As far as Spaghetti Westerns go, the Django movies, for which there are plenty, have to be some of the most scattershot around. Most of them, as anyone with an ear to the genre knows, have little to nothing to do with each other content and quality wise. The series is a long string of films with Django slapped on the title in hope of swindling movie goers into thinking they were going to get the same gritty over-the-top thrills Corbucci’s original dished out in spades. Django Shoots First is no exception. Made a Django movie obviously after the fact, Django Shoots First is a fairly well-tread affair that is held together by a light, easygoing demeanor. While the actors are for the most part wooden, they play their parts well enough to keep the hardened Spaghetti Western fan interested through the run time. Let’s admit it genre junkies, it doesn’t keep much for us to hold on and slug through even the worst Spaghetti Westerns and Django Shoots First is far from the worst. It just isn’t anything you’ll be screaming to the heavens about.
Glenn Saxson plays Glenn Garvin, or as everyone calls him almost immediately, Django (we’ll call him Glango), a rouge gunslinger who comes across a bounty hunter one day carrying the body of his father with him. After dispatching the man, he decides to take dad and collect the bounty for himself. Upon arriving in town, he comes to discover that his father, whom he hasn’t seen since he was a child, owned half of everything from the bank to the saloon. Ken Kluster (Nando Gazzolo) was partners with Glen’s father and makes it more than obvious by sending his bumbling punching bags after Glango that he doesn’t intend to share the wealth with this newly discovered heir. With the help of a local bum and your stock educated mystery man in black, Glango aims to claim what is his, THE WHOLE DAMN TOWN!!!
If it weren’t for the fact that a few of the characters are pretty entertaining, this film really doesn’t have much going for it. The cinematography is as plain as it gets. Most shots are fairly standard with little to no flair and all nighttime shots are borderline hysterical from a lighting standpoint in their inconsistency. With a color scheme that reminded me of Blood and Black Lace at times, back drops are blue and purple for no reason at all. What makes it so striking is that the rest of the film is so plainly shot that the color doesn’t look like moonlight at all and sticks out like a sore thumb. The twists and turns present in the plot are not entirely surprising; it’s just the lapse in logic the audience is supposed to accept that are forehead-slappingly huge. The story goes from pretty stock to idiotic toward the final act when the whole movie attempts to lazily wrap itself up. The way the trio of heroes gets away with their plan is just plain retarded. They start a bar room brawl, slip out through an escape hatch behind the bar, go do a bunch of stuff with the urgency of an old lady crossing the street with her walker, and come back later to the bar where the fight is still going on strong and no one is the wiser. Don’t even start me on the hand-to-hand fight choreography. They didn’t even try. Glango punches his way through his fair share of stock dumbbells and every scene is gut bustlingly awful.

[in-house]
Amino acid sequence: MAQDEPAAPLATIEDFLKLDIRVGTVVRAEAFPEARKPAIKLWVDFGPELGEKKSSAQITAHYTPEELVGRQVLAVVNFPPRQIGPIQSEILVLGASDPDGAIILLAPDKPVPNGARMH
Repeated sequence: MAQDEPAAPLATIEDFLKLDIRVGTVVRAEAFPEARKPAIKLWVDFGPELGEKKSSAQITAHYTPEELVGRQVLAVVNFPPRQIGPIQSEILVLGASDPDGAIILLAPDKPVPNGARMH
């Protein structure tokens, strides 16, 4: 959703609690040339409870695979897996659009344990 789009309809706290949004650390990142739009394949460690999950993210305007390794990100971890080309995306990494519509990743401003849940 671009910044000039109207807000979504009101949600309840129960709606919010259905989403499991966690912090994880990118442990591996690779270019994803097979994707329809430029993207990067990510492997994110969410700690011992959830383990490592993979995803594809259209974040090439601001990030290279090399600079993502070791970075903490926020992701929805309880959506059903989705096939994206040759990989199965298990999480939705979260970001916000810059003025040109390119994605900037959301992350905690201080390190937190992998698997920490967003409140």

What is there to recommend? Brainless Italian gunslinging. It doesn’t showcase the blood and grime of its namesake, but there are enough shootouts to keep things rolling nicely. There is something to be said about the appeal that Spaghetti Westerns have toward their targeted demographic. Even with all the faults I listed above, I still enjoyed the film. Maybe it was because of said faults that I found it more fun than it probably was. It starts out fairly straightforward and eventually turns into a laugh-fest by the end. Glenn Saxon turns out a serviceable Glango. He and his accomplices are the only entertaining characters in the film. That’s not to say that they, along with everyone else, aren’t as stock as they come, they just have more charisma, which makes Django Shoots First a much easier watch.
Most people won’t find much here to bite into, and it definitely isn’t a film for the newbie to use as their starting block, but those versed in the genre will most definitely be able to endure Django Shoots First for what it is. A fun little timewaster that caters to its audience with little concerns for logic and interested only in entertaining, plain and simple.
Dorado Films presents Django Shoots First in a very good-looking 2.35:1 anamorphic transfer. The quality of the print is very good, arguably their best yet, with very little damage of note and well-balanced colors. It is interlaced however, which holds it back somewhat. Audio is available in English, Italian, and French Dolby Digital mono, but no English subtitles have been included for the foreign language tracks. It’s not much of a bother though, as the English track is in very good shape and the quality isn’t too shabby. The only on-disc extras are a few trailers for various genre films. The keepcase is clear with chapter stops and some poster artwork visible. - KamuiX
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